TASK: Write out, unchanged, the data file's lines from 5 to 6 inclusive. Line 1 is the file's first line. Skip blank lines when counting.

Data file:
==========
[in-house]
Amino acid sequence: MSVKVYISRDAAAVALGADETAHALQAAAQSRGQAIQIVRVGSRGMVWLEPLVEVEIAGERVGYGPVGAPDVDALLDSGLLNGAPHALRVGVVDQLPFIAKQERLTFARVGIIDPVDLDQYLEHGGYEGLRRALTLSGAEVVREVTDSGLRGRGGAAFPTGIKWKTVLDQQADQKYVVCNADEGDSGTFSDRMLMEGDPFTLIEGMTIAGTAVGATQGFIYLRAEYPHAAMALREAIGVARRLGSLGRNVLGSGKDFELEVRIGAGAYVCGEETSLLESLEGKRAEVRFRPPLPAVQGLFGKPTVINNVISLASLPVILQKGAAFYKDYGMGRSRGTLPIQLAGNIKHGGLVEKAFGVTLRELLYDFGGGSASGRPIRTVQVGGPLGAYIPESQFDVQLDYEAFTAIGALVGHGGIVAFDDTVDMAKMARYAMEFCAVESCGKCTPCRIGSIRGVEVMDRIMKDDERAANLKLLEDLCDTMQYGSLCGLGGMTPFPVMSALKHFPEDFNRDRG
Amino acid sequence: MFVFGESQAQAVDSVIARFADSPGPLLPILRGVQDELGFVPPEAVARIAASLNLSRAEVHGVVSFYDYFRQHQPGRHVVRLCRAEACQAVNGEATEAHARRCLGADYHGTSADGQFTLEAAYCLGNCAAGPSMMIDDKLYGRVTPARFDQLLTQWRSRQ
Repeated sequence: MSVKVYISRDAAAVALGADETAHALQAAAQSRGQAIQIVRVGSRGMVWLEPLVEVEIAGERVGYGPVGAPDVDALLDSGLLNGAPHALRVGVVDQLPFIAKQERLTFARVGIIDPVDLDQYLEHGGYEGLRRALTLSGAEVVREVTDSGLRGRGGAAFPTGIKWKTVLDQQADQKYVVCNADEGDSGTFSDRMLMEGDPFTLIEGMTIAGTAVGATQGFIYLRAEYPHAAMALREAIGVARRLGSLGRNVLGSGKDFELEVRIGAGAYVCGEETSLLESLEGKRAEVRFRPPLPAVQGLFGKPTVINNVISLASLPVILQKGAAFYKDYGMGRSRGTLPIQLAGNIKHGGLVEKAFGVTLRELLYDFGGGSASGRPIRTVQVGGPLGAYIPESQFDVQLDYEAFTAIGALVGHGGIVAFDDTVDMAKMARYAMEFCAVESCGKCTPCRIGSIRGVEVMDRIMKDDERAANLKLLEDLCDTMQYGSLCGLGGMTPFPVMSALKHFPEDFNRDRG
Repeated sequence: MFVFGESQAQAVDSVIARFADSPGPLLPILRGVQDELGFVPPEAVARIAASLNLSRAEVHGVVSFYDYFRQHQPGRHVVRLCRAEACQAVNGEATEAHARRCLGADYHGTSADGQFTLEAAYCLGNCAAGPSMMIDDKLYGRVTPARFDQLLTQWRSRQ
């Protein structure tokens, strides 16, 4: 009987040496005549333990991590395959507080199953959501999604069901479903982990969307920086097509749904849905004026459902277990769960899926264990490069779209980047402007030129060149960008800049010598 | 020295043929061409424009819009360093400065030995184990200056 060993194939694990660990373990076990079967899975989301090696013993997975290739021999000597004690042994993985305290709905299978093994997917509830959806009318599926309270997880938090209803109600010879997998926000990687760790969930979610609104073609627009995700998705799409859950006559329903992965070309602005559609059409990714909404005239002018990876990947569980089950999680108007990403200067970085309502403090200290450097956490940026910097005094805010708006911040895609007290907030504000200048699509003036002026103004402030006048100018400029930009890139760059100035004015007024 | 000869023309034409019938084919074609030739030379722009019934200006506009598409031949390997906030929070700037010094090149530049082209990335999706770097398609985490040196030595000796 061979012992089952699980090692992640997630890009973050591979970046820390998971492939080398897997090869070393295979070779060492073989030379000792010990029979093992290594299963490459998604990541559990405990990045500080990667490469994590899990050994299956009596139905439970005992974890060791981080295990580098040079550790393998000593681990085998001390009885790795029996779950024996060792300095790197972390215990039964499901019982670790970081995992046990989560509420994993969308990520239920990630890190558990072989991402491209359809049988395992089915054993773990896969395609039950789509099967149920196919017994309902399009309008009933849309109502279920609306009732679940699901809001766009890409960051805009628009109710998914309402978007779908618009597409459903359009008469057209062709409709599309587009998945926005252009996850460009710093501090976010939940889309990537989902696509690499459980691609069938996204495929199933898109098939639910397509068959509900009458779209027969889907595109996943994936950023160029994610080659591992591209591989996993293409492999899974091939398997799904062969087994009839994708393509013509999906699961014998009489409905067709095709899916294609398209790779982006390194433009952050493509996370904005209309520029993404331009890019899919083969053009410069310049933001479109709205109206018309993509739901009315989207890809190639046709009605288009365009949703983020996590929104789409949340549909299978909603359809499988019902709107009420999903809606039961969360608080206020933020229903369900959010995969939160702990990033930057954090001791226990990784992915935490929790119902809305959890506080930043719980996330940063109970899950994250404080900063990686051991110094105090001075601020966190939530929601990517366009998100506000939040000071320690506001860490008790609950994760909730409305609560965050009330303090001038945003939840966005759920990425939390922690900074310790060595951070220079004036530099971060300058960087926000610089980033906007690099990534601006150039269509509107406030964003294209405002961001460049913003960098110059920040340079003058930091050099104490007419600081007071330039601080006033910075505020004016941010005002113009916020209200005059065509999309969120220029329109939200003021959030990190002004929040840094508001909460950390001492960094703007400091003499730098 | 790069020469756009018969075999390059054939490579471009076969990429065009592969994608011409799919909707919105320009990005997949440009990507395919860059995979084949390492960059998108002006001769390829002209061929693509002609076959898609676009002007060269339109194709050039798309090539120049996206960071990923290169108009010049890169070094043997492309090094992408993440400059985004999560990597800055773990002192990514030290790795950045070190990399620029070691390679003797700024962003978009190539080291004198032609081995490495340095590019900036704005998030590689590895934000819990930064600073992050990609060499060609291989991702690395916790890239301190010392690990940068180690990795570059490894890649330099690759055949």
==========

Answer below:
Repeated sequence: MFVFGESQAQAVDSVIARFADSPGPLLPILRGVQDELGFVPPEAVARIAASLNLSRAEVHGVVSFYDYFRQHQPGRHVVRLCRAEACQAVNGEATEAHARRCLGADYHGTSADGQFTLEAAYCLGNCAAGPSMMIDDKLYGRVTPARFDQLLTQWRSRQ
């Protein structure tokens, strides 16, 4: 009987040496005549333990991590395959507080199953959501999604069901479903982990969307920086097509749904849905004026459902277990769960899926264990490069779209980047402007030129060149960008800049010598 | 020295043929061409424009819009360093400065030995184990200056 060993194939694990660990373990076990079967899975989301090696013993997975290739021999000597004690042994993985305290709905299978093994997917509830959806009318599926309270997880938090209803109600010879997998926000990687760790969930979610609104073609627009995700998705799409859950006559329903992965070309602005559609059409990714909404005239002018990876990947569980089950999680108007990403200067970085309502403090200290450097956490940026910097005094805010708006911040895609007290907030504000200048699509003036002026103004402030006048100018400029930009890139760059100035004015007024 | 000869023309034409019938084919074609030739030379722009019934200006506009598409031949390997906030929070700037010094090149530049082209990335999706770097398609985490040196030595000796 061979012992089952699980090692992640997630890009973050591979970046820390998971492939080398897997090869070393295979070779060492073989030379000792010990029979093992290594299963490459998604990541559990405990990045500080990667490469994590899990050994299956009596139905439970005992974890060791981080295990580098040079550790393998000593681990085998001390009885790795029996779950024996060792300095790197972390215990039964499901019982670790970081995992046990989560509420994993969308990520239920990630890190558990072989991402491209359809049988395992089915054993773990896969395609039950789509099967149920196919017994309902399009309008009933849309109502279920609306009732679940699901809001766009890409960051805009628009109710998914309402978007779908618009597409459903359009008469057209062709409709599309587009998945926005252009996850460009710093501090976010939940889309990537989902696509690499459980691609069938996204495929199933898109098939639910397509068959509900009458779209027969889907595109996943994936950023160029994610080659591992591209591989996993293409492999899974091939398997799904062969087994009839994708393509013509999906699961014998009489409905067709095709899916294609398209790779982006390194433009952050493509996370904005209309520029993404331009890019899919083969053009410069310049933001479109709205109206018309993509739901009315989207890809190639046709009605288009365009949703983020996590929104789409949340549909299978909603359809499988019902709107009420999903809606039961969360608080206020933020229903369900959010995969939160702990990033930057954090001791226990990784992915935490929790119902809305959890506080930043719980996330940063109970899950994250404080900063990686051991110094105090001075601020966190939530929601990517366009998100506000939040000071320690506001860490008790609950994760909730409305609560965050009330303090001038945003939840966005759920990425939390922690900074310790060595951070220079004036530099971060300058960087926000610089980033906007690099990534601006150039269509509107406030964003294209405002961001460049913003960098110059920040340079003058930091050099104490007419600081007071330039601080006033910075505020004016941010005002113009916020209200005059065509999309969120220029329109939200003021959030990190002004929040840094508001909460950390001492960094703007400091003499730098 | 790069020469756009018969075999390059054939490579471009076969990429065009592969994608011409799919909707919105320009990005997949440009990507395919860059995979084949390492960059998108002006001769390829002209061929693509002609076959898609676009002007060269339109194709050039798309090539120049996206960071990923290169108009010049890169070094043997492309090094992408993440400059985004999560990597800055773990002192990514030290790795950045070190990399620029070691390679003797700024962003978009190539080291004198032609081995490495340095590019900036704005998030590689590895934000819990930064600073992050990609060499060609291989991702690395916790890239301190010392690990940068180690990795570059490894890649330099690759055949």